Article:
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To Store or not to Store...How, is the Question

Storage is a simple matter of proper conditions and materials. All materials used for storing memorabilia should be acid and lignin-free. This includes boxes, photo albums, scrapbook materials, and plastic containers. According to Maureen Taylor who writes articles in Ancestry Daily News (Saving, Ancestry.com) you should never use those photo albums "with self-adhesive or magnetic pages" since over time they can cause damage.

Maureen also has a list of conditions, which if not properly accounted for, can damage or destroy your memorabilia. (Protected, Ancestry.com)

These conditions are:
  • Temperature
  • Humidity
  • Light
  • Pollution (Indoor & Outdoor)
  • Pests

Maintain a constant temperature (about 65F – 70F) and a constant humidity (30% – 50%). The right, or rather wrong, combination of temperature and humidity and you end up with mold. (Protected, Ancestry.com)

By using acid and lignin-free boxes, nested inside each other, you can help maintain a more constant environment. This also protects against the indoor pollutant – dust, and light. (Protected, Ancestry.com)

Sunlight and fluorescent lights are both capable of causing damage. Maureen stated in her article " Protected from the Elements: Storing Heirlooms at Home" that photos, along with many other items, fade due to exposure to sunlight. Protect your heirlooms by keeping them out of the direct sunlight. Use ultra-violet (UV) filters on windows and fluorescent lighting. (Protected, Ancestry.com)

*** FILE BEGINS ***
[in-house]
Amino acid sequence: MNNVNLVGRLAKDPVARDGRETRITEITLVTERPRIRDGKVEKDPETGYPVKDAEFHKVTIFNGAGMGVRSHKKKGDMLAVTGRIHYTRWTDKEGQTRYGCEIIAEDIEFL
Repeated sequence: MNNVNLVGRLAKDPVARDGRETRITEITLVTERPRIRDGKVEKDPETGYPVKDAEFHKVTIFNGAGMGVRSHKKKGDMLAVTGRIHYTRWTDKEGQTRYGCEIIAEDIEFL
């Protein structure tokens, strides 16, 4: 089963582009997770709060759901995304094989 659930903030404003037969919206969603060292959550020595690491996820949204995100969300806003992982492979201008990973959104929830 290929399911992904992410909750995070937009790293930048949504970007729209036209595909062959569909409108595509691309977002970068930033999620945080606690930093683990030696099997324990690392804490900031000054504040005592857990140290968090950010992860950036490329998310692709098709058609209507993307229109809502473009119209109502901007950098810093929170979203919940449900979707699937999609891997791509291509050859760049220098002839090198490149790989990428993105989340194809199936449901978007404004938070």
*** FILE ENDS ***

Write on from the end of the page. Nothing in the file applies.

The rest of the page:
Storage is best in areas that receive no light, are dry, and do not suffer extreme variations in temperature and humidity. Various storage options must all have one thing in common; they must be acid-free and lignin-free. (Protected, Ancestry.com)


The will you need is in a safe onboard the Titanic.

Floor: The place for storing your priceless genealogy records.

Your families never had attics, much less Bibles or boxes full of photos.

More Definitions of a Genealogy Addict:

Your neighbors think you are crazy, your friends wonder if you are, and you know you are.

You can't drive past a cemetery without wondering if your ancestors are buried there.

You have to watch the credits of a movie to see if any of the surnames are ones you are researching.

You ask all the people you meet, what their grandparents surnames are.

You move to a new town and the first thing you look for is a historical or genealogical society in the area.

Old friends who knew you before you were into genealogy begin sending clippings about dead or live people with your surnames (and you know you have been talking about genealogy too much!)